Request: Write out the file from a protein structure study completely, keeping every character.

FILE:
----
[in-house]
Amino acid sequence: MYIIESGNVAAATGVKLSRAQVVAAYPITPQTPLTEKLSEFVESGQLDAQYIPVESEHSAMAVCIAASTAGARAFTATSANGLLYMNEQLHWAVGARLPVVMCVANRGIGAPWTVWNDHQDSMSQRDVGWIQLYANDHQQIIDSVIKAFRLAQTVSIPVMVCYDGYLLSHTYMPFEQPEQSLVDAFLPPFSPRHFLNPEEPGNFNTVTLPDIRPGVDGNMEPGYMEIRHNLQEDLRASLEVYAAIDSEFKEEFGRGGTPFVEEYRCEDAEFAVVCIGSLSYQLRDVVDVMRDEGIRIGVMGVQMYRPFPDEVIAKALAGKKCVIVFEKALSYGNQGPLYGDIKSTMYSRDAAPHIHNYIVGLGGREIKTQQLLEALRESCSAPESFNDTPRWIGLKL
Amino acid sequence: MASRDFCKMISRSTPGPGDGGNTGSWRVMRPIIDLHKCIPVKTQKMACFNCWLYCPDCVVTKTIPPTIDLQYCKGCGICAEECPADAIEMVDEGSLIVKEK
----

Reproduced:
[in-house]
Amino acid sequence: MYIIESGNVAAATGVKLSRAQVVAAYPITPQTPLTEKLSEFVESGQLDAQYIPVESEHSAMAVCIAASTAGARAFTATSANGLLYMNEQLHWAVGARLPVVMCVANRGIGAPWTVWNDHQDSMSQRDVGWIQLYANDHQQIIDSVIKAFRLAQTVSIPVMVCYDGYLLSHTYMPFEQPEQSLVDAFLPPFSPRHFLNPEEPGNFNTVTLPDIRPGVDGNMEPGYMEIRHNLQEDLRASLEVYAAIDSEFKEEFGRGGTPFVEEYRCEDAEFAVVCIGSLSYQLRDVVDVMRDEGIRIGVMGVQMYRPFPDEVIAKALAGKKCVIVFEKALSYGNQGPLYGDIKSTMYSRDAAPHIHNYIVGLGGREIKTQQLLEALRESCSAPESFNDTPRWIGLKL
Amino acid sequence: MASRDFCKMISRSTPGPGDGGNTGSWRVMRPIIDLHKCIPVKTQKMACFNCWLYCPDCVVTKTIPPTIDLQYCKGCGICAEECPADAIEMVDEGSLIVKEK